In what’s been the most anticipated evidence in the trial, the prosecution played the jury Dr. Murray’s interview with LAPD detectives, recorded 2 days after MJ died. The interview has never been played in public before, nor has a transcript of its contents been released.
The day of the interview, Murray told the detectives he arrived at Jackson’s rented mansion at 12:50 AM on June 25, and headed straight to Michael’s room to wait for him to come home after rehearsals. According to Murray, Jackson arrived at 1:05 AM saying he was tired. Murray gave MJ a 10 mg Valium pill. Michael couldn’t sleep, so Murray says he then gave him 2 mg of the anti-anxiety drug, Lorazepam.
Jackson complained he still couldn’t fall asleep, so Murray gave him 2 mg of the sedative Midazolam around 2 AM. MJ remained awake. Murray said Jackson “reluctantly” closed his eyes, finally dozing off around 3:15 AM, only to reawaken at 4:00 AM. At 4:30 AM Murray said Jackson said, “I have to sleep, Dr. Conrad, I have to sleep.”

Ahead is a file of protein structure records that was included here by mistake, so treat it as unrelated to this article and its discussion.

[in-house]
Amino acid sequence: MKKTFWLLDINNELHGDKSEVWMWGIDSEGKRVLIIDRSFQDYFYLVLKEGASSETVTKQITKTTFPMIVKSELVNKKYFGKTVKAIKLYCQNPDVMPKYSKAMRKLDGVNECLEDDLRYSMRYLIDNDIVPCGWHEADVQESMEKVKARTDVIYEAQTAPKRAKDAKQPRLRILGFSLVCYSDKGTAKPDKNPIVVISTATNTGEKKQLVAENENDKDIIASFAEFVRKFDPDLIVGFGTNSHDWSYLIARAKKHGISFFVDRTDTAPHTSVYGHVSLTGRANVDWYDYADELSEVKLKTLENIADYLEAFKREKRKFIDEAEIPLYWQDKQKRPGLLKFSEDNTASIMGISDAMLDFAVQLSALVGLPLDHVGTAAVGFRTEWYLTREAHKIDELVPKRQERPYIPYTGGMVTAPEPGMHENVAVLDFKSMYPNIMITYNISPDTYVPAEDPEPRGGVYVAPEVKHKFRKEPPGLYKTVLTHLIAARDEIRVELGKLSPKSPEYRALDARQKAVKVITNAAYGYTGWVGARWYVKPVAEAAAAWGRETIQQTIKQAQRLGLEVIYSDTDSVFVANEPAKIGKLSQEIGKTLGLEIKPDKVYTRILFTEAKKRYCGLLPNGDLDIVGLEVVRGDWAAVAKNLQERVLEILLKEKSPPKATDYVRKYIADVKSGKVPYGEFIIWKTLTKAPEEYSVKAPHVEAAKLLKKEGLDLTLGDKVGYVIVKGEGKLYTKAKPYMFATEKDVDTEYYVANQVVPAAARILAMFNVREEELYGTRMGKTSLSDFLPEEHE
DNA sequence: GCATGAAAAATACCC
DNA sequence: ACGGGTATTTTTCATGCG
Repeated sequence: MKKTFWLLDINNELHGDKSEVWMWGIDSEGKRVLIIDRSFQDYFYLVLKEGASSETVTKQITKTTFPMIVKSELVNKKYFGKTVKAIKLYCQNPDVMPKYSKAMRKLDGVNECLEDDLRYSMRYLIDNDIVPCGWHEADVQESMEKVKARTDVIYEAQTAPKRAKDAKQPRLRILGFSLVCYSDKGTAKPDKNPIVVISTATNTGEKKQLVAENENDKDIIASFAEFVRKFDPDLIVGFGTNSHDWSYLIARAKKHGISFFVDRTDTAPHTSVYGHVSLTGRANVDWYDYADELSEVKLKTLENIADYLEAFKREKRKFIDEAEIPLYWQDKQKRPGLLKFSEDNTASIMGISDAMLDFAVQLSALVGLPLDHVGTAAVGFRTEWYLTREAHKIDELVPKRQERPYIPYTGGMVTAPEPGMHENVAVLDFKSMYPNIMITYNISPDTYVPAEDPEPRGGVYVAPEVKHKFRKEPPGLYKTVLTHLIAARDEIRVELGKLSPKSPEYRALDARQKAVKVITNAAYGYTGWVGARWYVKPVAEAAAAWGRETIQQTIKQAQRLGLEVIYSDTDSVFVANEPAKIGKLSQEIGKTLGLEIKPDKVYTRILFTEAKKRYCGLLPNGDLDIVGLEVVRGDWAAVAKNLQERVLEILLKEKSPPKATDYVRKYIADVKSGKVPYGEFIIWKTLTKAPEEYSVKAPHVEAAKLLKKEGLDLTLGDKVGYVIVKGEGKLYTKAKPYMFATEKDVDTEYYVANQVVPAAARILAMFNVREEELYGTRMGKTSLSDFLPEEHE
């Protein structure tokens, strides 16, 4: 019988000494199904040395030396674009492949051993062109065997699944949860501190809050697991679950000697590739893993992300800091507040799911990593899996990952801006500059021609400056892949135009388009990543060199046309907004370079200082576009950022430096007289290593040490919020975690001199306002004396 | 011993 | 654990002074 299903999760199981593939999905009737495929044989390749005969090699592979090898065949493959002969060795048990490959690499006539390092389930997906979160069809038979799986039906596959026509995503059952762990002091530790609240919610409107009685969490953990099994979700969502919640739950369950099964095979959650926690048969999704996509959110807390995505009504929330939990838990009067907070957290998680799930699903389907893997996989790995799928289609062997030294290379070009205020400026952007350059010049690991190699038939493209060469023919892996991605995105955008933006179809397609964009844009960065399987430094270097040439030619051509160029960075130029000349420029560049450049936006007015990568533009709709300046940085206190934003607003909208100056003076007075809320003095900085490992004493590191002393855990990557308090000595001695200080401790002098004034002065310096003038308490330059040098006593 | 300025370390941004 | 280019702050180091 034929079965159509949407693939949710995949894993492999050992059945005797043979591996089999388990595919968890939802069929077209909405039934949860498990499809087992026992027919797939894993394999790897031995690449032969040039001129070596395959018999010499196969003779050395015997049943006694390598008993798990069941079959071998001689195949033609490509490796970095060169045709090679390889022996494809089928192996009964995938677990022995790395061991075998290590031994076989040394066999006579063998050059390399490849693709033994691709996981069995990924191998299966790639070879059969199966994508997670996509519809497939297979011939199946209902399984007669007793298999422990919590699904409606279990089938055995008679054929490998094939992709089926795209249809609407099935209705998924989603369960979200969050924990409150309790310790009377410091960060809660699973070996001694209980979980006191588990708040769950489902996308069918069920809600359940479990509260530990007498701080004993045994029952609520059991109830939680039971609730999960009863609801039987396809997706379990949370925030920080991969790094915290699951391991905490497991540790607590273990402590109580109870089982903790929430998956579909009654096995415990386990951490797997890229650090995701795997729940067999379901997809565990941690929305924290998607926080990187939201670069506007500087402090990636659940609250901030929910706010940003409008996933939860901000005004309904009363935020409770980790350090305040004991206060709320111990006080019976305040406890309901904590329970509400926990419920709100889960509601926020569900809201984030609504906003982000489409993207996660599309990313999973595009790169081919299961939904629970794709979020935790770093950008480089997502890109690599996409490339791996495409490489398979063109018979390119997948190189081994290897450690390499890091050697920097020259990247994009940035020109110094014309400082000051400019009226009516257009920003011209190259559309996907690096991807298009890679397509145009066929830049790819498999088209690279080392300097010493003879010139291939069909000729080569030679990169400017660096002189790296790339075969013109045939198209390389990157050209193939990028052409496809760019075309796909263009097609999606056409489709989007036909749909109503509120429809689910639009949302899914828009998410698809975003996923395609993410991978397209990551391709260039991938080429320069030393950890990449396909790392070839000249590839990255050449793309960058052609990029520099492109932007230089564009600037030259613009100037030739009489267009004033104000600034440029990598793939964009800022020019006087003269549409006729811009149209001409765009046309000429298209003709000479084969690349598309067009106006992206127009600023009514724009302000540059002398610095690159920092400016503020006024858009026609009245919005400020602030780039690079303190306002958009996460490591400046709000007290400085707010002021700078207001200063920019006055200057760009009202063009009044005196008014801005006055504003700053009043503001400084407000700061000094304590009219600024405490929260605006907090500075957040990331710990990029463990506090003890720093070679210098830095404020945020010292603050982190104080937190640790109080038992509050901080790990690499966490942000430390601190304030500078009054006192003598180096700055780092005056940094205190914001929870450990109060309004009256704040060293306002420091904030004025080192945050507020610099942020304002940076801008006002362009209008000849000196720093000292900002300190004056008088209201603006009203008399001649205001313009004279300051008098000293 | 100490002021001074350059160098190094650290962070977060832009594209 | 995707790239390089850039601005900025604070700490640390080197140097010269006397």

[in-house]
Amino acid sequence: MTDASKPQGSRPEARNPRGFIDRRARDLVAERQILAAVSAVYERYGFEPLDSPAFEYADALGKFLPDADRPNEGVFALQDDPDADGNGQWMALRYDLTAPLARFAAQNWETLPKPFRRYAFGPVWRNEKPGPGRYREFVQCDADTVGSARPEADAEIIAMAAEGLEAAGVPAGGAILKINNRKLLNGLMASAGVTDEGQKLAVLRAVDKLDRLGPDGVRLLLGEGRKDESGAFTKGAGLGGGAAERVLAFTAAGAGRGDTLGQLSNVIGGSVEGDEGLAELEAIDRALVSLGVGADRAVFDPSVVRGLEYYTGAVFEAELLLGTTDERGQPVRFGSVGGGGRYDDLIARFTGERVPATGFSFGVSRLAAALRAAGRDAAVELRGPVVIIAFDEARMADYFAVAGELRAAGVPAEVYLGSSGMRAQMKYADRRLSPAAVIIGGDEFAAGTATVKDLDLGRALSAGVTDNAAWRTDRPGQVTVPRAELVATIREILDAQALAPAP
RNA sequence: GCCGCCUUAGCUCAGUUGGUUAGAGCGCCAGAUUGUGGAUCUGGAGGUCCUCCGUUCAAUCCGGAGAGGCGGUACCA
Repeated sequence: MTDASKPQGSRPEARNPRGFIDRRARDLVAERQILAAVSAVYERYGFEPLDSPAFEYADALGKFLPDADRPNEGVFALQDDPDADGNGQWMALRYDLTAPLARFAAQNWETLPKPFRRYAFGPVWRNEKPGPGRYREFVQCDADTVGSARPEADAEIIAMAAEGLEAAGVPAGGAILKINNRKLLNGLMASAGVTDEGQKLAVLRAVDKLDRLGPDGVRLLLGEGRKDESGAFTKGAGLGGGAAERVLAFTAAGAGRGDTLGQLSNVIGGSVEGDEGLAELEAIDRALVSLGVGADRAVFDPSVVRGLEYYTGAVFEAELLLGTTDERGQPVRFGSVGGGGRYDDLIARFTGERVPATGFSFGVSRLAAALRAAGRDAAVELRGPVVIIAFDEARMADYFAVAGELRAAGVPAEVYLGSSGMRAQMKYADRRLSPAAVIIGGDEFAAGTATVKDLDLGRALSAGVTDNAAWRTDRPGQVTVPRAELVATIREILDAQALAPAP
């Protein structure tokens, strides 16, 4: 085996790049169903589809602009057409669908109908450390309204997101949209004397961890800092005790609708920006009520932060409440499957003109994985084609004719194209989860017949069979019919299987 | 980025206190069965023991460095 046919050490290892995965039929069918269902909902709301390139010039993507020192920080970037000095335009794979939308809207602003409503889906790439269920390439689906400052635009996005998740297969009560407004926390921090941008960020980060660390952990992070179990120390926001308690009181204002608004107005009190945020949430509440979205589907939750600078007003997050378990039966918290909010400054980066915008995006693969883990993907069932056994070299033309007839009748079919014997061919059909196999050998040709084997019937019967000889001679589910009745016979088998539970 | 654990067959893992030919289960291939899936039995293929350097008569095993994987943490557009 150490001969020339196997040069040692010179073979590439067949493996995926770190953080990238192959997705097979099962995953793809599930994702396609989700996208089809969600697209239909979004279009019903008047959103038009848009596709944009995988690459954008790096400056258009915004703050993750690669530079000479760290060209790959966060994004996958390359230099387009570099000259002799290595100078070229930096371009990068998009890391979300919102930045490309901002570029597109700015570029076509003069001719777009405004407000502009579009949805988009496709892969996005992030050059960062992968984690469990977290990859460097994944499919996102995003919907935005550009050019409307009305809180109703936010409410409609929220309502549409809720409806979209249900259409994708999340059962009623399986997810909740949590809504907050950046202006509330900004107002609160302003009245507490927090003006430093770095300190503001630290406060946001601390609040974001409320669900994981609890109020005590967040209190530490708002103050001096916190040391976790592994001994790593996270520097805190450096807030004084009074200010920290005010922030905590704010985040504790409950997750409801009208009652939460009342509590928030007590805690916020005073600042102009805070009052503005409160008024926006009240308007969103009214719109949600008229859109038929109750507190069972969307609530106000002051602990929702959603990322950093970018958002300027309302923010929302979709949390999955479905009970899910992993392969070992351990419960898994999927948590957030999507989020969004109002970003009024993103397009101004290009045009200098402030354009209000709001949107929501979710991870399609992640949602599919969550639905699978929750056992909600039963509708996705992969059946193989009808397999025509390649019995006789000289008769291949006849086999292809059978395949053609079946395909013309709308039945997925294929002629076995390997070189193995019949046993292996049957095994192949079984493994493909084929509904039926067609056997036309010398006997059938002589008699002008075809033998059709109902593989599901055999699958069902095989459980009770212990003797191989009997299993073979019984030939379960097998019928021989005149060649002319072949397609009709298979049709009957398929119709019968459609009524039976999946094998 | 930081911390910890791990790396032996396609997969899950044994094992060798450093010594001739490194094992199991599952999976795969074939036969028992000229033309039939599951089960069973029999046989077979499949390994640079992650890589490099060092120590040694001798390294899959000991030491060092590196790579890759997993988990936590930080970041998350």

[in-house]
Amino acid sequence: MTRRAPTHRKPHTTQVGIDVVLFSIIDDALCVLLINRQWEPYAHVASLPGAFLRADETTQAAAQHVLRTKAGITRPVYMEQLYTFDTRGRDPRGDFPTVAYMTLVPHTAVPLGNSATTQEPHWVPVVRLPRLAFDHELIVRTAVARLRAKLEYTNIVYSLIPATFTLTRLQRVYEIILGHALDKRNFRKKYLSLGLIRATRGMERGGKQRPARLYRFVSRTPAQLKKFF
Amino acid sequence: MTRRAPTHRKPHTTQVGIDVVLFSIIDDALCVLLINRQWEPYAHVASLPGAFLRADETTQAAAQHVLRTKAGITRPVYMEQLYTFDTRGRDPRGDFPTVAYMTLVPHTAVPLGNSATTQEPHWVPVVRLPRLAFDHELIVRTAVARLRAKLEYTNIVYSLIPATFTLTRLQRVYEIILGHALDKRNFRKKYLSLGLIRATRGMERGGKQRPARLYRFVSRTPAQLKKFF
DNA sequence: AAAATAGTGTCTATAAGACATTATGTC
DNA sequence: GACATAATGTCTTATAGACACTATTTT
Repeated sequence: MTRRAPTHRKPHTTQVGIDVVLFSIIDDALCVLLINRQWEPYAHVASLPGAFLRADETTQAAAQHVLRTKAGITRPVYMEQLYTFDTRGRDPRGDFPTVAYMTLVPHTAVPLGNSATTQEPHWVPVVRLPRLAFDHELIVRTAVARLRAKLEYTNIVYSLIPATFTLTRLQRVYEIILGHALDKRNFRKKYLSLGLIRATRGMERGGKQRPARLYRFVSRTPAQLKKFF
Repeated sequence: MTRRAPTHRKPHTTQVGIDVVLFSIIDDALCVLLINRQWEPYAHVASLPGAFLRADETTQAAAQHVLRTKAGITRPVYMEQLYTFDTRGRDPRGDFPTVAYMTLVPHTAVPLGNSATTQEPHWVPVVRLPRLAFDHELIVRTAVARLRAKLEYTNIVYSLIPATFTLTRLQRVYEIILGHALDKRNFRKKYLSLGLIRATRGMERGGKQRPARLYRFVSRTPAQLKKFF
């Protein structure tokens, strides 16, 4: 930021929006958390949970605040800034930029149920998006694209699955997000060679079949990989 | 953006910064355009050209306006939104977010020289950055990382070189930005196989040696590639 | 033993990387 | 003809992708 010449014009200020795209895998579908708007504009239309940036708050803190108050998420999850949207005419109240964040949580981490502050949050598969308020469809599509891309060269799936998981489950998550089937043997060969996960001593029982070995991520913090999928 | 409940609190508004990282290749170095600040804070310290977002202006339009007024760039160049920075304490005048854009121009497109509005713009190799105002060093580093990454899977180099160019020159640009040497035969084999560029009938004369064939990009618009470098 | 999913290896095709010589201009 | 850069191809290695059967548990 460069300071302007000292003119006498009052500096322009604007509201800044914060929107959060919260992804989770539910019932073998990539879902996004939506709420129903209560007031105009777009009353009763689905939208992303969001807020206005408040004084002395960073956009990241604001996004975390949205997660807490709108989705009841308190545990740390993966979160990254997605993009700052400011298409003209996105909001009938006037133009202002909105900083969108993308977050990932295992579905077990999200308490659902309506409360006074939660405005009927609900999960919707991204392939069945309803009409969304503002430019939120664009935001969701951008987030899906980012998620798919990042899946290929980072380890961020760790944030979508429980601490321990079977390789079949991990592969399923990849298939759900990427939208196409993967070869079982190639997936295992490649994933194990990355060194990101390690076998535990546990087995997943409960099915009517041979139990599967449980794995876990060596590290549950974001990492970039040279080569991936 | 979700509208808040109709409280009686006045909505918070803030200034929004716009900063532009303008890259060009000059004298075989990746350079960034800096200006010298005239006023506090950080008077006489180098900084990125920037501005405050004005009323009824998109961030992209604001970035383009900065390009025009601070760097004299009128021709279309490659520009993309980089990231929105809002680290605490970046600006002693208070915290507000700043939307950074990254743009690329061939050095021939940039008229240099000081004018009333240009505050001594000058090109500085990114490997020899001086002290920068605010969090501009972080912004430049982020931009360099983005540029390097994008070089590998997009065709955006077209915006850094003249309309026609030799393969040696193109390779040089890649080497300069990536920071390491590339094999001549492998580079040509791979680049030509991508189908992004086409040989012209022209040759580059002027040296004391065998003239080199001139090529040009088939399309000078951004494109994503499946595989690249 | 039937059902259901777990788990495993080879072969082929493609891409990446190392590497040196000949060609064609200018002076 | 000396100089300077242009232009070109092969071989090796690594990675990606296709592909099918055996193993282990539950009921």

Murray gave MJ another 2 mg of Lorazepam. Again, according to Dr. Murray, Michael couldn’t sleep. Jackson was still wide awake at 7:30 AM, so Dr. Murray administered another 2 mg of Midazolam, yet Michael remained awake and complaining that he was going to have to cancel the “This is It” tour.
Murray said Michael began to beg for his “milk,” the slang for Propofol. Murray agreed to give him 25 mg of the powerful sedative around 10:50 AM, slowly infused over 3 to 4 minutes. Murray said Michael finally fell asleep around 11 AM.
The doctor also claimed that the he only left the singer for two minutes to visit toilet. However, when he came back at about 11:00 AM on June 25, 2009, Jackson was found dead and he wasn't breathing any more.